Emerging Asia remains the key growth market for many packaging companies to target
Metal packaging industry sees surge in demand in recent years for baby food packaging and canned drinks. For example, Asia Pacific’s beer market is expected to grow by 7 percent
Categories in which consumers consider sustainable packaging most important – for Indonesia, beverages rank highest, followed by dairy products, and fresh fruit and vegetables.
Asia Pacific represents one of the largest global commercial printing markets, driven primarily by the growing advancements in digital printing technologies, especially in China, India and Vietnam.
By 2030 packaging will account for almost two thirds of the global print market
Mega trends impacting print demand
Paper-based packaging market is expected to see the most growth as it continues to meet consumer demands for lighter, more flexible packaging and has continued to innovate with new efficiencies, such as frustration-free packaging that is both easier for consumers to unpack and minimises turnaround time for manufacturers.
(sources: extracted and adapted from various reports including: Asia Packaging Report (Kearney) | Sustainable Packaging in Asia (McKinsey) |Asia Pacific Commercial Printing Market: Industry Trends, Share, Size, Growth, Opportunity and Forecast 2020-2025 (imarc group), Unsplash (Bank Phrom), Unsplash (Vinicius ‘amnx’ Amano))
The years 2020 and 2021 will forever go down in recent history as periods of monumental change for many businesses. 2021 has brought with it new opportunities and challenges, magnified by the paradigm shift in business models and consumer purchasing patterns. As businesses now focus on rising above the crisis to meet new demands, for the printing sector this will be reflected in transformative change necessary for relevancy and survival. The developments in the print industry are also accelerating existing trends, from the realisation of the full potential of inkjet printing, customisation, high speeds and high quality output, to emphasis on higher quality and embellishment effects that add value and interest to products, to advanced security printing features. Here are some other trends to take note of:
Changing consumer behaviour and growth in e-commerce
The impact and ripple effects of COVID-19 is likely to have lasting effects worldwide, thus changing consumer needs, preferences and behaviours. Brands and consumers are both spending more on online shopping platforms, and this shows no sign of letting up. Companies will need to adapt fast as customer behaviour changes will reshape consumer decision journeys. With the rapidly changing landscape, consumers expect the brands they love to evolve just as quickly, so brands will need to reduce product lifecyles and speed up the production process. The demand for cleverly designed and hygienic packaging will continue, from convenient easy-to-open and sharing, or single-portion packs, consumers will request products that fit their lifestyles. If the consumer wants it, packaging and printing innovation must deliver it.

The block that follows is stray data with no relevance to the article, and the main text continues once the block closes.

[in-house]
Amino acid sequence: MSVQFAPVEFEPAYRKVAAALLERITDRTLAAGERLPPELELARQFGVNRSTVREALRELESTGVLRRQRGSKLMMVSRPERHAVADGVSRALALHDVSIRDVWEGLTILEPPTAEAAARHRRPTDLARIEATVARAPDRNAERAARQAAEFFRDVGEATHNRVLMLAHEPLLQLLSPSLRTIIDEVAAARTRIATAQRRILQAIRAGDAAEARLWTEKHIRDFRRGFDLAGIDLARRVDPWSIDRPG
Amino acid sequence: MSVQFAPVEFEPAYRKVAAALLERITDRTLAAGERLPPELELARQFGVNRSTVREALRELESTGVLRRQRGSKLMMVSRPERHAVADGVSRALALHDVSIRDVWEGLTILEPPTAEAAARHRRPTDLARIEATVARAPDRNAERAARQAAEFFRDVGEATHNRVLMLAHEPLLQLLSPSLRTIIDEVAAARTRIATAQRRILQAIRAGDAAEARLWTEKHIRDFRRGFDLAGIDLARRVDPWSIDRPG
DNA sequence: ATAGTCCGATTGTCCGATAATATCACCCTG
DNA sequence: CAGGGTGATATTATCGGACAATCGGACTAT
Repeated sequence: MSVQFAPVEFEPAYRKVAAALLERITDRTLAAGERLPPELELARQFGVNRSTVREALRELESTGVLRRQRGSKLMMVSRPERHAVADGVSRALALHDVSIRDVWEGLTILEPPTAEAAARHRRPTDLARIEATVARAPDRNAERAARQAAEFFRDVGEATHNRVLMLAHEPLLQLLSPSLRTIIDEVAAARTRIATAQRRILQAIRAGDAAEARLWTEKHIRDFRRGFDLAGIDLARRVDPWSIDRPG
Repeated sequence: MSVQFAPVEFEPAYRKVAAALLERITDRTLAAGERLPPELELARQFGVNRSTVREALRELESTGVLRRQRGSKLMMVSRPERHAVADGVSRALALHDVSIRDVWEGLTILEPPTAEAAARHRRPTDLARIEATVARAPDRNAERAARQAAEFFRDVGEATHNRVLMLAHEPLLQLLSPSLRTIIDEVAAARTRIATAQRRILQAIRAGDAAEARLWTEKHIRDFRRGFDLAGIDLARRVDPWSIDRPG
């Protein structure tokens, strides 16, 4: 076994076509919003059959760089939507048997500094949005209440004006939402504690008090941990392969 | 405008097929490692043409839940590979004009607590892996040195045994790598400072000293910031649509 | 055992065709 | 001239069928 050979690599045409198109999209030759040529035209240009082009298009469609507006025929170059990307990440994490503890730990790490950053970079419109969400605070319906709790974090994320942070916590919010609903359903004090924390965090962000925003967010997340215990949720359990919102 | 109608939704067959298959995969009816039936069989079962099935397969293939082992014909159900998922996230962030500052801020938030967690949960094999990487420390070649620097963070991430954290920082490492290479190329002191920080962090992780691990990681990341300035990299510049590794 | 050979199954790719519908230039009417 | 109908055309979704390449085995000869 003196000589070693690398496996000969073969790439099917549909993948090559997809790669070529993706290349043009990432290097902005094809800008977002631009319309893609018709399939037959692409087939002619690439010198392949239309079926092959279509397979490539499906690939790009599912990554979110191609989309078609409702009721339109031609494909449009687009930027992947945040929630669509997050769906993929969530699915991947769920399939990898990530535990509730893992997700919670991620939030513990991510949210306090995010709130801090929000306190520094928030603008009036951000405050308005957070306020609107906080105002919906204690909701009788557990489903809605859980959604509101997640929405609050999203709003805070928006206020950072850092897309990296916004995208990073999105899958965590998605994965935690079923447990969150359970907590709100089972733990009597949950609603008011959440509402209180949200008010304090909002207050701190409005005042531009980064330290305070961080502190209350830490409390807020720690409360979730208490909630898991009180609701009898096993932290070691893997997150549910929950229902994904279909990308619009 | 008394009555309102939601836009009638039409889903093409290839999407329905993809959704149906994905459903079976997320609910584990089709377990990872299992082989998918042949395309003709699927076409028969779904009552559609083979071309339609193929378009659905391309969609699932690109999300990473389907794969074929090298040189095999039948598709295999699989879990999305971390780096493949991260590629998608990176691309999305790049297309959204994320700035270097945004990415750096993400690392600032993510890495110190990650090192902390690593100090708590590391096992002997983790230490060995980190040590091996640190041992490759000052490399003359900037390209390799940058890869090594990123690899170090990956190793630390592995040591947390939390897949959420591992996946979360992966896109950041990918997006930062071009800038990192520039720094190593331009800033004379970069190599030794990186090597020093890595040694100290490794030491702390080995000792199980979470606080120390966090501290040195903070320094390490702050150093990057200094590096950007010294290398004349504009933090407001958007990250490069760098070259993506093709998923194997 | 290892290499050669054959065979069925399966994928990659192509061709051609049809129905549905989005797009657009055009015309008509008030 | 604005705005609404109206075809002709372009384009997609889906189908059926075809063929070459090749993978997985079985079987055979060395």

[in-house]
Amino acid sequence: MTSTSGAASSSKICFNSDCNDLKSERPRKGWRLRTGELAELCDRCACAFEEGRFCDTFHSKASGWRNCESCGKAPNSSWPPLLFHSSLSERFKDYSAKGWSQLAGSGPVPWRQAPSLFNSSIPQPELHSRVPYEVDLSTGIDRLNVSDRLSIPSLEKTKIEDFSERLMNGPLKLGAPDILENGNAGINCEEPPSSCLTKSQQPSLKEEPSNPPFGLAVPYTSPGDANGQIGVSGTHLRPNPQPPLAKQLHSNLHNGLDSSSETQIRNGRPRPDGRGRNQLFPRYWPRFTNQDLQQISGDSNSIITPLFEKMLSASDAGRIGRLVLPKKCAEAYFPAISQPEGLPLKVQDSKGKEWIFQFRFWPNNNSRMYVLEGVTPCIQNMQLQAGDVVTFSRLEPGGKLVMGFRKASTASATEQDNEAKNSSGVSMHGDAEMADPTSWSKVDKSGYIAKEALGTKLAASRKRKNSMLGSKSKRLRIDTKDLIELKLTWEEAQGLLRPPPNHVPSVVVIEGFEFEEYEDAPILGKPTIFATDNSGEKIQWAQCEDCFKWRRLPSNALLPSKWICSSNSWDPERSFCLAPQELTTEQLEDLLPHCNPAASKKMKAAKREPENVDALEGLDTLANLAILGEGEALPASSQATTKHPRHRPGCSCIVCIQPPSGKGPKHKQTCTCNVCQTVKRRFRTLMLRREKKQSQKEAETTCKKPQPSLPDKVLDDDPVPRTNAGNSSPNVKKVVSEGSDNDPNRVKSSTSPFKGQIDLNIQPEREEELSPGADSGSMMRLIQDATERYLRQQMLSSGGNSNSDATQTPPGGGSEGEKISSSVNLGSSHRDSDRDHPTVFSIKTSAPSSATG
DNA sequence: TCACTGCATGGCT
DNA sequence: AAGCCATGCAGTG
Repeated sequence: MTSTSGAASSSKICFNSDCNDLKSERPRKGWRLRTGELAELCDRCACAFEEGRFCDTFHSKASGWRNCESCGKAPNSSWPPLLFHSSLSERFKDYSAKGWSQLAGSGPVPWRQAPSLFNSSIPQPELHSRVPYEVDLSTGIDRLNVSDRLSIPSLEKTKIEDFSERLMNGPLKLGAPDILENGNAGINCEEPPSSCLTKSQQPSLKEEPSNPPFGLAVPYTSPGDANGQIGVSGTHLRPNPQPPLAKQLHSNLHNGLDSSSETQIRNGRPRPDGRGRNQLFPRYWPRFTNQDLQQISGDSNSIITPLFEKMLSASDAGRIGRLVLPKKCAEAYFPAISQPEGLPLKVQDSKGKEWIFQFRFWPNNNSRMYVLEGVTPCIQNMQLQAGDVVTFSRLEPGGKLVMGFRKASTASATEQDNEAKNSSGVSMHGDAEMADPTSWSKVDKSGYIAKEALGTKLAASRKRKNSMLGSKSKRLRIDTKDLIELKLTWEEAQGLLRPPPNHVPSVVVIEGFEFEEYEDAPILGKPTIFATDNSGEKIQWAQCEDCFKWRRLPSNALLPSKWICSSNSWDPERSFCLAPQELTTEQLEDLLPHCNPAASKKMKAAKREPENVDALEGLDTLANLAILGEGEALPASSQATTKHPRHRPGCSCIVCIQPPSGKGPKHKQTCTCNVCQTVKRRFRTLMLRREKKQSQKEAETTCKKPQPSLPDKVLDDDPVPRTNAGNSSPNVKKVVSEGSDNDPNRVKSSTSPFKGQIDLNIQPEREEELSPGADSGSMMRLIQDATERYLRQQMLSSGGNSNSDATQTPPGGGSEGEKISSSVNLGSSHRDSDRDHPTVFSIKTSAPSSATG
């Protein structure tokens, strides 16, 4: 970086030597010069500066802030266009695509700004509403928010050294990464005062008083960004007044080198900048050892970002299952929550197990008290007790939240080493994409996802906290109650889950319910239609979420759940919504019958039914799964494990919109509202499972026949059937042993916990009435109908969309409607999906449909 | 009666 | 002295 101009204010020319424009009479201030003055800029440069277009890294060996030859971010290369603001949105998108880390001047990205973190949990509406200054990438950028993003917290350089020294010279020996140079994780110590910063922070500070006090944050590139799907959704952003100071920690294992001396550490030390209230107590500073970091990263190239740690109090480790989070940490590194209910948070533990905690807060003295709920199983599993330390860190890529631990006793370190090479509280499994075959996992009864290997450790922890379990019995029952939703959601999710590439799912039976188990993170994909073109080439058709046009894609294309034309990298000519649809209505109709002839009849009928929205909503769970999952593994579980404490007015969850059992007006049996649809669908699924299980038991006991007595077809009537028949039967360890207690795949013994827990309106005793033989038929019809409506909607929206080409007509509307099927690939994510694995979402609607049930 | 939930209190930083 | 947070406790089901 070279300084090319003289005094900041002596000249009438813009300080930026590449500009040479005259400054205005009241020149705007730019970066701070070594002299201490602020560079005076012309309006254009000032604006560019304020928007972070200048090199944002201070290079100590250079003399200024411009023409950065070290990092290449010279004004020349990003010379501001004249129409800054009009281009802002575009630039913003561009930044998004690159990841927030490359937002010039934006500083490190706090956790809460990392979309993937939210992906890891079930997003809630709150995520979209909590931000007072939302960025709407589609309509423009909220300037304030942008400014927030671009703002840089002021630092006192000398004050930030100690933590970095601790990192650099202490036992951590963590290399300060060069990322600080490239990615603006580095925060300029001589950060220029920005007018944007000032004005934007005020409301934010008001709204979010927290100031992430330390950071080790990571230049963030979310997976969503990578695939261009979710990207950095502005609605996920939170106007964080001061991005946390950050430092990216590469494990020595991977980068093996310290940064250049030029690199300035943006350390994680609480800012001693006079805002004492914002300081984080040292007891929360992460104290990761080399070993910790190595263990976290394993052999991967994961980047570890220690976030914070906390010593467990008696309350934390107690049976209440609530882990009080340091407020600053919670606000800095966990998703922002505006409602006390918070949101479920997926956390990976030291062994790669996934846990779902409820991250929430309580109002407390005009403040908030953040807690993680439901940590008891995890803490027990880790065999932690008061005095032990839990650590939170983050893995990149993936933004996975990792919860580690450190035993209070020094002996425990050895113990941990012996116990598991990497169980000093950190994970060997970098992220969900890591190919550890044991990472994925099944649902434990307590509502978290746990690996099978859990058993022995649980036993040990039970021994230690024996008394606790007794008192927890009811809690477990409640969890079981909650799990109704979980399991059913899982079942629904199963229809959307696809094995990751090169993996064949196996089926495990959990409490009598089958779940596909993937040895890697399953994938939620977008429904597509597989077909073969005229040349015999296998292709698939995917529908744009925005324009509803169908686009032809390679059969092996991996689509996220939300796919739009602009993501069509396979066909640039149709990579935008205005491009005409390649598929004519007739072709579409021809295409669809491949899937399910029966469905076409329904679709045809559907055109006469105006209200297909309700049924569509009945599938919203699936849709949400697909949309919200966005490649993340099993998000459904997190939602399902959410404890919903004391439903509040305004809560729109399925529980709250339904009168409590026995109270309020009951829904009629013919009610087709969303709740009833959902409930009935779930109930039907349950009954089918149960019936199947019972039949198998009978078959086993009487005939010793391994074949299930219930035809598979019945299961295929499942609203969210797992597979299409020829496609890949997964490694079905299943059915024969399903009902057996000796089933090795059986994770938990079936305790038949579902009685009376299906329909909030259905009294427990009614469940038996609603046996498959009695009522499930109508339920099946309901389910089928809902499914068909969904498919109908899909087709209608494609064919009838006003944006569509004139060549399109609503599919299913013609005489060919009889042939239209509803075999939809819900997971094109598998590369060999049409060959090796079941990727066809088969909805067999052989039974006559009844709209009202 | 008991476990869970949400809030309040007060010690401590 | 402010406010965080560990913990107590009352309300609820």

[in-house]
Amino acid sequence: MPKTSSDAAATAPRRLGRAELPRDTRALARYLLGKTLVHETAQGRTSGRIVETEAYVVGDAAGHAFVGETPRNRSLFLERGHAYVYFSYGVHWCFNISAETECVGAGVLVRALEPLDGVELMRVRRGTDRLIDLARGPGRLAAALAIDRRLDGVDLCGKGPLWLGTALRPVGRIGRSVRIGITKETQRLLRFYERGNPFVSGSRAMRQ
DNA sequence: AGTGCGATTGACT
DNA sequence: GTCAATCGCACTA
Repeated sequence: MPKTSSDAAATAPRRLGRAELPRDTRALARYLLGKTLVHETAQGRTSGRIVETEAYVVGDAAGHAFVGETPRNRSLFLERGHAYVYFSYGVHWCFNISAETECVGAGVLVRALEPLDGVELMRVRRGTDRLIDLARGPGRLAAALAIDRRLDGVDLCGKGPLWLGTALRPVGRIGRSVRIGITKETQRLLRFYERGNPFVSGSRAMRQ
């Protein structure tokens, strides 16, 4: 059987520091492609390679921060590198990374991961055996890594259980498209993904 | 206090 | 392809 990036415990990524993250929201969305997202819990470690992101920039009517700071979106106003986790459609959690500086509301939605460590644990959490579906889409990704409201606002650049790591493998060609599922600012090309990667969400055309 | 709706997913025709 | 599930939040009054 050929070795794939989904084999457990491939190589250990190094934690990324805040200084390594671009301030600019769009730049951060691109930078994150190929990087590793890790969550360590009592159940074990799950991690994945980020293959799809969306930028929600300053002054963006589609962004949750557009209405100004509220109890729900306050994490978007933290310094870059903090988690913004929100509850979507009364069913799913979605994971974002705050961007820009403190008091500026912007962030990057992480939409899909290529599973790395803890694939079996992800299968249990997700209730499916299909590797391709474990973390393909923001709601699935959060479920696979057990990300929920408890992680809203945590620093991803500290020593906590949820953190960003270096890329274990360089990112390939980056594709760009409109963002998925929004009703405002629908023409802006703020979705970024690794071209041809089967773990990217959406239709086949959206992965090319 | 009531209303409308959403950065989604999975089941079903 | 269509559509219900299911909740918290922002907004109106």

Supply chain and time to market
The relationship between profitability and time-to-market grows stronger every day against the backdrop of a rising digital economy. Traditional supply chain models are undergoing rapid change, requiring the printing industry to be leaner with an emphasis on cutting both cost and carbon emissions, coupled with further collaboration across the supply chain. For instance, closer cooperation between converters and retailers in the paper and board industry is paving the way for innovation using existing packaging structures.
Increased connectivity and industry 4.0
Fast delivery, high quality, and low price – these tough customer requirements will continue to challenge the print industry. Improvements in production efficiency, though difficult, will be key to meeting these challenges head on. Here’s where Industry 4.0 comes in, providing the technological infrastructure for improvement coupled with government support to help lower the barriers to implementation. For the printing sector, Industry 4.0 is just as relevant as it is for the automotive or IT sectors.
Digitalisation and workflow automation
High on the priority list for print providers is security, which will continue to be a watchword. While big data has been around for decades, advances in predictive analytics and techniques such as data mining modelling and AI will improve range, quality and speed on services, and vendors will need to invest more in machine learning to better protect print devices. Increasingly for industrial devices, such as printing presses, being connected to the cloud, enables better data and insights to be gained by aggregating the data across the entire population being monitored. This allows for unique value, from remote monitoring, remote service, predictive maintenance, colour and quality control to a range of other benefits.
There’s no doubt the importance of businesses to incorporate sustainability goals into their business will continue, and many companies are doing all they can to “go green,” and are factoring in factor environmental sustainability into their everyday decisions. The print industry is no exception, but this industry may face unique challenges in trying to offer sustainable and eco-friendly products and services; such as greater demand for high-quality prints, and even local environmental and other government regulations.
Security and transactions
Machine efficiency and supply chain automation
Physical manufacturing and software
Print machine efficiency and workflow optimisation
5/6G smartphones, and secure file transfer in Cloud
Adding functionality to print and packaging
(sources: extracted and adapted from various reports including: Asia Packaging Report (Kearney) | Sustainable Packaging in Asia (McKinsey) |Smithers – Market Report, The future of Print to 2030)